Physics & Physical Science Demos, Labs, & Projects for High School Teachers

Posts Tagged ‘Books

I picked this book up recently at Barnes & Noble for three dollars.  It was on the extreme discount rack that occasionally appears near the front door.  That day I got lucky with three books on teaching math and science.

I’ve mentioned this in a previous post, but I like to take activities intended for middle school and use them in my 12th grade classes.  I find these activities tend to have a higher fun factor and if I find them interesting, at least some of my students should as well.

The book says it contains “over 185 exciting investigations to teach thinking & reasoning skills along with science concepts and facts.”  I would agree.  The activities are typically only one or two pages long with a small conclusion called “Teacher Information.”  The table of contents is one of the most useful I have ever seen.  The chapters are divided into topics and each topic has anywhere from five to more than twenty activities clearly listed in the form of a question.  For example, under Physical Science and the topic of Energy (of which there are 19 activities), activity two asks, “How Much Horsepower Do You Have?”  Then, using only a stopwatch and a calculator, the students use the formula provided to see how their horsepower compares to a motor bike or a car.  Simple, but memorable.

Usually, these kinds of books are easy to find.  For some reason, this one is not.  Nothing on and the ISBN brought up nothing in a Google search.  The author is Marvin Tolman.  I have the link to the book in the picture above, but if you go to or Amazon and search his name, you will find he has a whole series of these books available.

Summary: I really like this book for quick activities to start class, another 4/5 Einsteins.


I decided I need to add a book review section to this blog.  I have a pile of books that I steal ideas from.  This one was on my list to purchase, but I found it in the Juvenile section of our local library.  It is written for a budding scientist, but I don’t think it really hits its target.  As a teacher, the stuff is almost obvious, so while I got a couple of ideas from the book, mostly it was a quick skim and return to the library.  I’m glad I didn’t purchase the book.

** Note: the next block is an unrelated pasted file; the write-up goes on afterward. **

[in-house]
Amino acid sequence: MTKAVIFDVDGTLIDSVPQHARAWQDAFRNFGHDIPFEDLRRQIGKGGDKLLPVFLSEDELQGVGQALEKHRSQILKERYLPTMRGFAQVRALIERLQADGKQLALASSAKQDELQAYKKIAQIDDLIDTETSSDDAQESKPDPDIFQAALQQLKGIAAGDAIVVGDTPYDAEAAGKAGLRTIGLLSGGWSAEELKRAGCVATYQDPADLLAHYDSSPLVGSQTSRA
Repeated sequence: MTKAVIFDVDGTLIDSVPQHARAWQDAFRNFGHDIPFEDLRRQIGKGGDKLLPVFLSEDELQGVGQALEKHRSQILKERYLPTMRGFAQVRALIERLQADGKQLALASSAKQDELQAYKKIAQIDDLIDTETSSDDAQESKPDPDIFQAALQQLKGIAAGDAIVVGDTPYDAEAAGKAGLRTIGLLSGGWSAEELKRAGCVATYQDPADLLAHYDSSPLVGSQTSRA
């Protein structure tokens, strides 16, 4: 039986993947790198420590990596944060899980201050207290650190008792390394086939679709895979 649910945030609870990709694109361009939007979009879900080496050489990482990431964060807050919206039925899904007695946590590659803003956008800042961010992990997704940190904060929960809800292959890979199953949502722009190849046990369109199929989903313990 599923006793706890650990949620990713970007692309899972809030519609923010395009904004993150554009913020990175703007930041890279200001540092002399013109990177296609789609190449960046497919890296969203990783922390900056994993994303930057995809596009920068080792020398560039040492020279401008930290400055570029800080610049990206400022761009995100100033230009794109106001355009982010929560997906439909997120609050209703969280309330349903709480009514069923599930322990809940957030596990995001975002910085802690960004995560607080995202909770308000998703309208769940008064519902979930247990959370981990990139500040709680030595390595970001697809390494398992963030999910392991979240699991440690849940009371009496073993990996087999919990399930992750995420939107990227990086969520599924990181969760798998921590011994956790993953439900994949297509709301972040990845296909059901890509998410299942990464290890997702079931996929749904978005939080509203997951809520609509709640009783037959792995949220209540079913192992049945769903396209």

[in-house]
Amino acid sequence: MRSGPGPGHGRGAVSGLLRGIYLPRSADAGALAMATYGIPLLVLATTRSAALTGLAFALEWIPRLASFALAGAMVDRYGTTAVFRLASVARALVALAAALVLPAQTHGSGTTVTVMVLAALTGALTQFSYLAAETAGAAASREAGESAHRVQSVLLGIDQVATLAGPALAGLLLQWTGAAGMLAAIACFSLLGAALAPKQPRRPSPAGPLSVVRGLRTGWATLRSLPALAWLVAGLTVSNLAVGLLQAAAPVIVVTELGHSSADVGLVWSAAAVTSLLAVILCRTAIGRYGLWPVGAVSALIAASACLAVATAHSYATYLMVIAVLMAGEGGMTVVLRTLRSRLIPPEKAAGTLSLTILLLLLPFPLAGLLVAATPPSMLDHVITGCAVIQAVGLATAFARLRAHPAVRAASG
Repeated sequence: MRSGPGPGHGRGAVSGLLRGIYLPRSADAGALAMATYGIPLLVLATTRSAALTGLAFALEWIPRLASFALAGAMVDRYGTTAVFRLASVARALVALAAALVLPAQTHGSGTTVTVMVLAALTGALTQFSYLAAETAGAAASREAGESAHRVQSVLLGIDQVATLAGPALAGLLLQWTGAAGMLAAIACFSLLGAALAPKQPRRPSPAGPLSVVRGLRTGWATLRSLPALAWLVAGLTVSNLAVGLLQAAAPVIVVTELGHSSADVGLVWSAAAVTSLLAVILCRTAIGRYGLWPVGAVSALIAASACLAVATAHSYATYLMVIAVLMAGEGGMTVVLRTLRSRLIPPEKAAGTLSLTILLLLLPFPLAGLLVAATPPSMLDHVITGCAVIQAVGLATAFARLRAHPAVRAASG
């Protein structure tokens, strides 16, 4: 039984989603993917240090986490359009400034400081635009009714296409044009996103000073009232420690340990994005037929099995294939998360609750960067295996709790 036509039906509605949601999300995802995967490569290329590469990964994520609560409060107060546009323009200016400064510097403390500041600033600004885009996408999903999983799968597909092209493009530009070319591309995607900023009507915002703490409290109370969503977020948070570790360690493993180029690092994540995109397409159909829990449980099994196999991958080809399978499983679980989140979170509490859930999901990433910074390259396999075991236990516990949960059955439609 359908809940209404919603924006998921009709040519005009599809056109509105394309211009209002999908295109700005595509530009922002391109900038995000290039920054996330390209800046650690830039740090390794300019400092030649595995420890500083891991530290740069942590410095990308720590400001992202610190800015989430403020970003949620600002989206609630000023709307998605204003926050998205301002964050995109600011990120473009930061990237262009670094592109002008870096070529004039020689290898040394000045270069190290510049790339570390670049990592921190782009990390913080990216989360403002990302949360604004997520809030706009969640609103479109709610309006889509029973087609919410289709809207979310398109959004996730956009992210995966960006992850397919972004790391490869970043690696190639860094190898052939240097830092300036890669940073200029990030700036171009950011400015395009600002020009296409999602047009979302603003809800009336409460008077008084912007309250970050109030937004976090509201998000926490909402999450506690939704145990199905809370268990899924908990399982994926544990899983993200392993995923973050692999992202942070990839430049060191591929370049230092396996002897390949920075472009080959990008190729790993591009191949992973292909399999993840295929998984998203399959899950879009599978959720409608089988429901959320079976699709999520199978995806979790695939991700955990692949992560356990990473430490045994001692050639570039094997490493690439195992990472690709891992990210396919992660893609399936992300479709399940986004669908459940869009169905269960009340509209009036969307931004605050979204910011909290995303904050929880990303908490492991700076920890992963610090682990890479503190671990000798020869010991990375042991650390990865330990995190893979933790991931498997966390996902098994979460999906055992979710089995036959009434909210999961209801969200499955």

Far too much of the book is used to describe examples of simple machines.  I spend very little time on machines, so the book isn’t one for my library.

Having said that, I will be looking for his other books at the library in hope of gathering another one or two ideas.

Summary: Worthy of borrowing, not one to purchase.  Rated 2/5 Einsteins.

What’s New in 2013/2014?

Every year brings a change, this one is no exception.

I will be picking up the sophomore honors Algebra II class to keep them separate from the juniors. This should help accelerate them and put them on a stronger track towards Calculus. Looks like there will be only one section each of Physics and Calculus, but still two of Robotics & Engineering.

Hot topics this year are going to be the Common-Core Standards, Standards-Based Grading (SBG), improving AP Calculus scores, and somehow adding Python, maybe as a club.

Polls in the sidebar

Just a quick poll to help me understand who is stopping by my blog.

Yeah sure, lots from America, but look who else is here…

If you are badly in need of more email or for some reason jonesing for a physics fix, enter your email address so I can bother you with my newest rant on science.

Join 314 other followers

Blog Stats

  • 1,299,568 hits by nerds like me since June 1, 2008
July 2018
« Jan